We describe oviposition site, clutch characteristics and breeding phenology of a population of Eurycea lucifuga, the cave salamander, from SE Missouri, to understand the impact of biophysical and biotic conditions on a troglophilic species. In the field oviposition occurred in underground rimstone pools over 6 mo, with most reproduction occurring from August to October. Individual females deposited 1–31 eggs per pool, hatching approximately 10–20 d post-oviposition. Larvae remained in the pools as long as 6 mo before moving into the stream. We raised eggs and larvae of E. lucifuga in the lab and compared survival, growth, and development under three temperature regimes. Embryonic growth was slowest at cooler temperatures and produced larger larvae, while temperatures typical of summer surface stream temperatures resulted in high mortality. We suggest that the cool, predator free habitats of midwestern caves have allowed for a longer reproductive season in E. lucifuga, but that the unpredictable hydrology and limited food supply of these cave environments has expanded the breeding period and slowed embryonic and larval development.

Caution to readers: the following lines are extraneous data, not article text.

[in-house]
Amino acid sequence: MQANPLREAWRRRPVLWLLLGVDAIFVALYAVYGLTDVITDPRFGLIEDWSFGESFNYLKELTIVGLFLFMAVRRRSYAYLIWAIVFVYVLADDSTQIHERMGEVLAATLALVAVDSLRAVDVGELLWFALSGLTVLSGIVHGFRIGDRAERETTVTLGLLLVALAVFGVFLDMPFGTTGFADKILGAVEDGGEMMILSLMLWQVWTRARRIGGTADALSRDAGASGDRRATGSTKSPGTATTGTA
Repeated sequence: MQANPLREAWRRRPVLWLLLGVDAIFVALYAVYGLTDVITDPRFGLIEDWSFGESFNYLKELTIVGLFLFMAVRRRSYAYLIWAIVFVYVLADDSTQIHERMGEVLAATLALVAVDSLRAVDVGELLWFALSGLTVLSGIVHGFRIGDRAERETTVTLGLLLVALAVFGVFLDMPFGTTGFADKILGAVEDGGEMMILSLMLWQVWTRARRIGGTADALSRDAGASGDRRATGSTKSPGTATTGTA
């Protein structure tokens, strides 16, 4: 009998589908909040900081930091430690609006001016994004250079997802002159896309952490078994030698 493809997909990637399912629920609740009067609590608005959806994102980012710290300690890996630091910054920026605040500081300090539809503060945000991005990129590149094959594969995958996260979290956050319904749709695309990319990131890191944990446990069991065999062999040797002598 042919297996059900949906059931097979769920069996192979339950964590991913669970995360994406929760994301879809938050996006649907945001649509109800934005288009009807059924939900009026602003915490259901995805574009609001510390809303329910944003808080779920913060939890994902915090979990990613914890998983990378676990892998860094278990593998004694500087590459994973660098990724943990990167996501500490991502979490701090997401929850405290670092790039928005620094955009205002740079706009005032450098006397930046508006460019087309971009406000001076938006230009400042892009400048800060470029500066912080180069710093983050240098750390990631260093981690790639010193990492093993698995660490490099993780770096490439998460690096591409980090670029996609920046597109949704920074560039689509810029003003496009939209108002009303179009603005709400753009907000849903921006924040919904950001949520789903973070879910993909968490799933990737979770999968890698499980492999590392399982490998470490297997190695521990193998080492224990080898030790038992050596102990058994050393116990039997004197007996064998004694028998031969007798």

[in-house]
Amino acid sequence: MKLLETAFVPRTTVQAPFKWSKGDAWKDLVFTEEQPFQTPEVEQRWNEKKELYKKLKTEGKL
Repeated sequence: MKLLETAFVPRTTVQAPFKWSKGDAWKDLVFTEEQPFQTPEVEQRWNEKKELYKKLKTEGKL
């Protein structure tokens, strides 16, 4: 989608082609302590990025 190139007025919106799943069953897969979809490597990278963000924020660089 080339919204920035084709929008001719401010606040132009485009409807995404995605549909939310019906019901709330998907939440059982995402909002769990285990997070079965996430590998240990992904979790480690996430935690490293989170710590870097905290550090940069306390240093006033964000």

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Vol. 63 • No. 3